Dogs, like people, can experience anxiety attacks as a severe reaction to certain stressors. Some dogs panic when left alone. Others work themselves into a frenzy during holiday fireworks or a thunderstorm. Learning the signs and symptoms of anxiety attacks will help you better understand and help your dog.
Dogs are social pack animals that often suffer anxiety attacks when their owners leave them behind. Dogs pick up on the subtle cues of your routine and might start acting depressed, tense or excited as you prepare to leave the house. Some dogs excessively pace, bark, whine or salivate, while others may show signs of gastrointestinal distress by vomiting or having diarrhea. Once you're gone, the separation anxiety might manifest itself in destructive chewing, particularly on items that carry your scent. Other signs include urinating or defecating in the house and scratching or digging at windows or doors trying to get out and find you. This type of behavior is likely related to separation anxiety if it occurs only when your dog is left alone.
Many dogs are afraid of loud noises such as thunder, fireworks, construction sounds or gunshots, but some dogs experience anxiety attacks whenever these noises alarm them. Your anxious dog might want to run from the sound, even trying to chew through doors or jump out windows in order to escape. Other dogs try to hide from the noise, wedging themselves into unusually tight spaces. Still others take the aggressive route, often charging, growling and baring teeth at the suspected source of the noise. Housebroken dogs might urinate or defecate inside.
Some dogs suffering from separation or noise anxiety show more subtle signs during panic attacks. Extremely anxious dogs sometimes lick themselves incessantly, often losing patches of fur. Other pets obsessively chew on their toenails or feet. Still others revert back to nursing behavior and start sucking on their own fur. Unfortunately, these obsessive-compulsive behaviors often result in the dog self-mutilating to the point where he causes deep wounds or develops skin infections.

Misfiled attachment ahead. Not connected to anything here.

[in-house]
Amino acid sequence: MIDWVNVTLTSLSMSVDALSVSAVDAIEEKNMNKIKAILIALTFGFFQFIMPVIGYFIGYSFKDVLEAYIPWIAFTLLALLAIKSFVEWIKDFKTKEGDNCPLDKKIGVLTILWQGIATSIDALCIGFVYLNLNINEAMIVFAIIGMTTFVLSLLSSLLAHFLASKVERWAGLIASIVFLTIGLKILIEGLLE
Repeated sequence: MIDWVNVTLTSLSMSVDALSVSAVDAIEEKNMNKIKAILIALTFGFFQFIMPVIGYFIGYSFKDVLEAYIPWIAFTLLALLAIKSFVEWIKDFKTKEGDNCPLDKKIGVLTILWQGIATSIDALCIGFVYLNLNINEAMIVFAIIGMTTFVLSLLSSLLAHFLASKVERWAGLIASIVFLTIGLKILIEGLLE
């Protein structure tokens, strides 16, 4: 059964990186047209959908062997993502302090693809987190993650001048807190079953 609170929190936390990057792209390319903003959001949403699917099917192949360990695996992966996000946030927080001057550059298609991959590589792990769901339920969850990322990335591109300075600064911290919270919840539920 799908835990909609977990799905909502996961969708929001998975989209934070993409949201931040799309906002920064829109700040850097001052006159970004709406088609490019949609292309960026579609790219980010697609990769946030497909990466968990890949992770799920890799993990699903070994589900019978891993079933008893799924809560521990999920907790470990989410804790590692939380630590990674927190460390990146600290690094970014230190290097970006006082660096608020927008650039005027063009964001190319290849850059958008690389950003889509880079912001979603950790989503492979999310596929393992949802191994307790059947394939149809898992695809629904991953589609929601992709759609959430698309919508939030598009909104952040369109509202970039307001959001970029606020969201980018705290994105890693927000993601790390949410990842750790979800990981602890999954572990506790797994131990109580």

Treating Separation Anxiety
Help your dog overcome separation anxiety by keeping your departures and arrivals as calm as possible. Give your dog a "safe place" like a room with a window and a lot of fun dog toys. Take your dog for a long walk before you leave him alone. By spending this time together, you'll tire him out so he sleeps away the time, and he'll start associating your leaving with fun walks. If the separation anxiety continues, talk to your vet about prescribing a mild anti-anxiety medication for your dog.
Treating Noise Anxiety
If your dog suffers from noise anxiety, try changing the environment or closing the curtains to help reduce the sound level whenever the noise occurs. You can also turn on the air conditioning, fan, radio or TV to help block out some of the noise. Create a "safe place" for your dog to use during noisy events. Many dogs with noise anxiety prefer smaller spaces, such as their crates or a small bathroom. Be sure to leave any doors open so your dog doesn't feel trapped and become even more anxious. It's best not to reassure fretful dogs during loud noises because you are just confirming there is actually something to fear.